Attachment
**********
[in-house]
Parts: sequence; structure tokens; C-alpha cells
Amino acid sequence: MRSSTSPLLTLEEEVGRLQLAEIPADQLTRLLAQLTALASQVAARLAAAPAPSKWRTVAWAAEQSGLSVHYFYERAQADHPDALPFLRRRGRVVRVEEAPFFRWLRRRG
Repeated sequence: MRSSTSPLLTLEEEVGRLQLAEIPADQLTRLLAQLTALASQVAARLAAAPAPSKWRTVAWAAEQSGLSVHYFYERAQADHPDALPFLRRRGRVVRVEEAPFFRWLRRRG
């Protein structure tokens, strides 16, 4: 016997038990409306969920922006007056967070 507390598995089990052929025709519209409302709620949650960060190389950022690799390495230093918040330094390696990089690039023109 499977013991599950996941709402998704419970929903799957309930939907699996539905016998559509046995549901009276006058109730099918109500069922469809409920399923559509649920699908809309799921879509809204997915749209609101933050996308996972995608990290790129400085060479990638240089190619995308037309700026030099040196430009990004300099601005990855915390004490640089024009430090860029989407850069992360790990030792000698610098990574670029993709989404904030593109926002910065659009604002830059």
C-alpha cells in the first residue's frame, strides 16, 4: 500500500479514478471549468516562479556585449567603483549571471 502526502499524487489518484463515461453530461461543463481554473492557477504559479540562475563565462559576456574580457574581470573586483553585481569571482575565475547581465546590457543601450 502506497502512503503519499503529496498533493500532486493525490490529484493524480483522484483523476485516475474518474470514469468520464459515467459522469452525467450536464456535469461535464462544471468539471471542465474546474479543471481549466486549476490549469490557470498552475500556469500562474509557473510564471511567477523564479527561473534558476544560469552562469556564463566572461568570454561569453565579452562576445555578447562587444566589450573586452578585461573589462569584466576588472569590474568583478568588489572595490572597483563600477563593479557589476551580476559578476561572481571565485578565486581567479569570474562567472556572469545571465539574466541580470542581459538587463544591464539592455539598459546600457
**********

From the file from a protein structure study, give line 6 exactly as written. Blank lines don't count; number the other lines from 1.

C-alpha cells in the first residue's frame, strides 16, 4: 500500500479514478471549468516562479556585449567603483549571471 502526502499524487489518484463515461453530461461543463481554473492557477504559479540562475563565462559576456574580457574581470573586483553585481569571482575565475547581465546590457543601450 502506497502512503503519499503529496498533493500532486493525490490529484493524480483522484483523476485516475474518474470514469468520464459515467459522469452525467450536464456535469461535464462544471468539471471542465474546474479543471481549466486549476490549469490557470498552475500556469500562474509557473510564471511567477523564479527561473534558476544560469552562469556564463566572461568570454561569453565579452562576445555578447562587444566589450573586452578585461573589462569584466576588472569590474568583478568588489572595490572597483563600477563593479557589476551580476559578476561572481571565485578565486581567479569570474562567472556572469545571465539574466541580470542581459538587463544591464539592455539598459546600457